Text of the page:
French Cycling Jargon: Avoir des fourmis dans les mains

This one is not exclusively for cycling, but since I caught it from a race commentary yesterday, it’s legit. To ‘have ants in your hands’ is to have pins and needles and maybe numbness. This is an all-too-common problem usually caused by an incorrect position on the bike.

Incidentally, what I heard Cyrille Guimard saying yesterday was that a rider in the breakaway ‘…a des fourmis dans les jambes‘ (legs). I’m not sure how he knew that, but he’s been in cycling for about 2 centuries, so I suppose he knows it when he sees it.

Later that day…

Thanks to Rich we now know that what Cyrille Guimard was saying on TV yesterday made perfect cycling sense: avoir des fourmis dans les jambes means that the rider in question was “itching to attack”.

In the end this actually was cycling jargon. I just got my appendages wrong.

3 thoughts on “French Cycling Jargon: Avoir des fourmis dans les mains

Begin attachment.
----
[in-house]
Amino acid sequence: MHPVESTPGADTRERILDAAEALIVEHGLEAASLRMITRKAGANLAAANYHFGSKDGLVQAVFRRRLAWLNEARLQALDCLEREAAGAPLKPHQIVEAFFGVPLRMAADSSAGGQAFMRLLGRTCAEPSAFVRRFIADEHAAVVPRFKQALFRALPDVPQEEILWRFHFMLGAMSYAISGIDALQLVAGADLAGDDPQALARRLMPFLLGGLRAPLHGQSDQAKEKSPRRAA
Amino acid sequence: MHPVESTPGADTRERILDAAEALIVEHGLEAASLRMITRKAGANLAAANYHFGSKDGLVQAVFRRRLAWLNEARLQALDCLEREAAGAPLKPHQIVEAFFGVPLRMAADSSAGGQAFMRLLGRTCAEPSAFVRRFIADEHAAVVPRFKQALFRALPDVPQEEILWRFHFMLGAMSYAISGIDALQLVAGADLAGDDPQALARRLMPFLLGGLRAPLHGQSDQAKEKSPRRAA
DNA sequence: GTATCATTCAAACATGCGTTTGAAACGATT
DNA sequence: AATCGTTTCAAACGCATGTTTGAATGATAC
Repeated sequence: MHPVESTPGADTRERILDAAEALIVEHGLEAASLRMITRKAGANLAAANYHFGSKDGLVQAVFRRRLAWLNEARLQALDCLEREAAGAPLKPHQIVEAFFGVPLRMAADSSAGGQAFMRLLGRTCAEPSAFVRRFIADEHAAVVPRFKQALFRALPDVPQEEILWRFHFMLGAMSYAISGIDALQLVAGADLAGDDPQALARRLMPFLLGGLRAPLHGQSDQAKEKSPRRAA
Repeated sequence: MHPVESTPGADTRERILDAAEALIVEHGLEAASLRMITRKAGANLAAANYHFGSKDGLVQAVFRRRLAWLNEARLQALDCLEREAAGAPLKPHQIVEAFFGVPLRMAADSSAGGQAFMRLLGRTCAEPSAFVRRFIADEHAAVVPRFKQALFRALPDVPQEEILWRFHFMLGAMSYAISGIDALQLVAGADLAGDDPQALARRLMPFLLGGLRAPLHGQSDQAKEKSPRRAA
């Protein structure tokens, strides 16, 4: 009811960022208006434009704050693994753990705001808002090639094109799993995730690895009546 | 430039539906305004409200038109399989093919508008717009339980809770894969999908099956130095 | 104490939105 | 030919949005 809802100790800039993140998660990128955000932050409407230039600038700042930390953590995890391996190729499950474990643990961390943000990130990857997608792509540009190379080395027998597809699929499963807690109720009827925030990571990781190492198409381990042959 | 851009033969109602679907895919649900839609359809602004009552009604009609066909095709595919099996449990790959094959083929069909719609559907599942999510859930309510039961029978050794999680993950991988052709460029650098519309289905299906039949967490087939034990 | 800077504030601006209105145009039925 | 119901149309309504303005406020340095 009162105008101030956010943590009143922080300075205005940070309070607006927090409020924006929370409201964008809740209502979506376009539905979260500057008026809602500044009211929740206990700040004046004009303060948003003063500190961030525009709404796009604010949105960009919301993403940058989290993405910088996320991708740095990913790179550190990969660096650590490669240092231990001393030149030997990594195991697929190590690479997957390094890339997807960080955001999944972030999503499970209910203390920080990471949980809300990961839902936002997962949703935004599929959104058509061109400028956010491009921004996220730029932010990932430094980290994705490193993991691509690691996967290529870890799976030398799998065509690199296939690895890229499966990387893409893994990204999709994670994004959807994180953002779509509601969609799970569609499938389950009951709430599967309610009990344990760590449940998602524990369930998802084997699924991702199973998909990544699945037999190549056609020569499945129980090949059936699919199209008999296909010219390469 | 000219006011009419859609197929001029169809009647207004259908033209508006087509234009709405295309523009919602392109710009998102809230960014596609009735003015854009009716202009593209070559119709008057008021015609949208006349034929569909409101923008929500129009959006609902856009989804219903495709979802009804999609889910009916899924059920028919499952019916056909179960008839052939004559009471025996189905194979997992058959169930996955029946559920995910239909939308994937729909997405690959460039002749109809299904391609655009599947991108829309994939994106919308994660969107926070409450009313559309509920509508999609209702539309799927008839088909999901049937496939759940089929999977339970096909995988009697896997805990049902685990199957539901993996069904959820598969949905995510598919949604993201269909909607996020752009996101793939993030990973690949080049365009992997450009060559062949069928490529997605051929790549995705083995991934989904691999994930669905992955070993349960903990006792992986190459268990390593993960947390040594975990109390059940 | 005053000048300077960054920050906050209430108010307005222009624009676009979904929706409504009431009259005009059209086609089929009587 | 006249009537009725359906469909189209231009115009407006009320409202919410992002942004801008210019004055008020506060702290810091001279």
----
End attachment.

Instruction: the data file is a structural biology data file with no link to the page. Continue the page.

1. As long as we all recognize that “incorrect position on the bike” is always relative. Let’s face it, even CORRECT position on the bike is a bit of an absurdity from any remotely commonsensical or honest point of view. It’s like me talking about comfortable ski boots. Really what it means is, “This position allows me to execute my sport to the best of my ability, motivated as I am by a slew of highly irrational factors. But no sane person would do anything like this and tolerate it for more than a few minutes.”

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